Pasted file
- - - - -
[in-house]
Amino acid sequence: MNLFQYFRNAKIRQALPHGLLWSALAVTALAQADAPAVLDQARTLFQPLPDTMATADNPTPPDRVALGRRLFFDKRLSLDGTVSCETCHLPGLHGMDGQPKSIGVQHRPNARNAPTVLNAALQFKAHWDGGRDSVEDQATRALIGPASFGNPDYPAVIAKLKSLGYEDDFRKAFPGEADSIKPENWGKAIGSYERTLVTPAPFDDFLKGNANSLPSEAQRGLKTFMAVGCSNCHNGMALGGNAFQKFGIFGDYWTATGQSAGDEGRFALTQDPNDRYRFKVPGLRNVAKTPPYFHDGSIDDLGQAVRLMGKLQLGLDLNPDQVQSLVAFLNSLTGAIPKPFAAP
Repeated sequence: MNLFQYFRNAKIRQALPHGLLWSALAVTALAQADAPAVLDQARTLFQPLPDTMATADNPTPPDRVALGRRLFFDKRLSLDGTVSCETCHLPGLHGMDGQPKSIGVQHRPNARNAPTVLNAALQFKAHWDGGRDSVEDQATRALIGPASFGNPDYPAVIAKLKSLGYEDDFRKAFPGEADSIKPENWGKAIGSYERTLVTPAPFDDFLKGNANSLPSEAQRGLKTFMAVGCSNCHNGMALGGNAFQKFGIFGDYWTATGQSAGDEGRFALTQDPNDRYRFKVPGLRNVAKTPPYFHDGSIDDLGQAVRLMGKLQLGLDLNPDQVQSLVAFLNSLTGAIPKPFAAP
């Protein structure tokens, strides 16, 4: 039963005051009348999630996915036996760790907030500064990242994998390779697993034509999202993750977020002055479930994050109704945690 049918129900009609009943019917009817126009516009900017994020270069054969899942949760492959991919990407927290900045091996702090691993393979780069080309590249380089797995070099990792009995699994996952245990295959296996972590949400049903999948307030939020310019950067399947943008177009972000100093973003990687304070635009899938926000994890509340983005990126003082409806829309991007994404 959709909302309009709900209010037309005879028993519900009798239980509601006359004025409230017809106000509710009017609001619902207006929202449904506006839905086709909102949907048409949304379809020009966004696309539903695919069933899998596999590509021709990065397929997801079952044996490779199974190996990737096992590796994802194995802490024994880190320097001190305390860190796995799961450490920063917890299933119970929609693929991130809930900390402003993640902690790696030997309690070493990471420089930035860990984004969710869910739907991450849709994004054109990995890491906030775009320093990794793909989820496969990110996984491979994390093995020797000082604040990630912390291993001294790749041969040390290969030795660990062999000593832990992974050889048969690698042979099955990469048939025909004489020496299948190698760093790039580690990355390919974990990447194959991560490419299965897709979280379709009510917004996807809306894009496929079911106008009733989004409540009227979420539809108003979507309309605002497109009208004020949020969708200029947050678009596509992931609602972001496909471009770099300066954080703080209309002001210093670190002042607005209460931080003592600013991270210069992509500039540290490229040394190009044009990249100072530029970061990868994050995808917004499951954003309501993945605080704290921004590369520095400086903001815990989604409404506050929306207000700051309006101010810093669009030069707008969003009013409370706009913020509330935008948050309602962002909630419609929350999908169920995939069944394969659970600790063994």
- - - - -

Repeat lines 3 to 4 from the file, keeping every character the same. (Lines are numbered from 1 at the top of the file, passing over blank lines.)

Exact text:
Repeated sequence: MNLFQYFRNAKIRQALPHGLLWSALAVTALAQADAPAVLDQARTLFQPLPDTMATADNPTPPDRVALGRRLFFDKRLSLDGTVSCETCHLPGLHGMDGQPKSIGVQHRPNARNAPTVLNAALQFKAHWDGGRDSVEDQATRALIGPASFGNPDYPAVIAKLKSLGYEDDFRKAFPGEADSIKPENWGKAIGSYERTLVTPAPFDDFLKGNANSLPSEAQRGLKTFMAVGCSNCHNGMALGGNAFQKFGIFGDYWTATGQSAGDEGRFALTQDPNDRYRFKVPGLRNVAKTPPYFHDGSIDDLGQAVRLMGKLQLGLDLNPDQVQSLVAFLNSLTGAIPKPFAAP
């Protein structure tokens, strides 16, 4: 039963005051009348999630996915036996760790907030500064990242994998390779697993034509999202993750977020002055479930994050109704945690 049918129900009609009943019917009817126009516009900017994020270069054969899942949760492959991919990407927290900045091996702090691993393979780069080309590249380089797995070099990792009995699994996952245990295959296996972590949400049903999948307030939020310019950067399947943008177009972000100093973003990687304070635009899938926000994890509340983005990126003082409806829309991007994404 959709909302309009709900209010037309005879028993519900009798239980509601006359004025409230017809106000509710009017609001619902207006929202449904506006839905086709909102949907048409949304379809020009966004696309539903695919069933899998596999590509021709990065397929997801079952044996490779199974190996990737096992590796994802194995802490024994880190320097001190305390860190796995799961450490920063917890299933119970929609693929991130809930900390402003993640902690790696030997309690070493990471420089930035860990984004969710869910739907991450849709994004054109990995890491906030775009320093990794793909989820496969990110996984491979994390093995020797000082604040990630912390291993001294790749041969040390290969030795660990062999000593832990992974050889048969690698042979099955990469048939025909004489020496299948190698760093790039580690990355390919974990990447194959991560490419299965897709979280379709009510917004996807809306894009496929079911106008009733989004409540009227979420539809108003979507309309605002497109009208004020949020969708200029947050678009596509992931609602972001496909471009770099300066954080703080209309002001210093670190002042607005209460931080003592600013991270210069992509500039540290490229040394190009044009990249100072530029970061990868994050995808917004499951954003309501993945605080704290921004590369520095400086903001815990989604409404506050929306207000700051309006101010810093669009030069707008969003009013409370706009913020509330935008948050309602962002909630419609929350999908169920995939069944394969659970600790063994």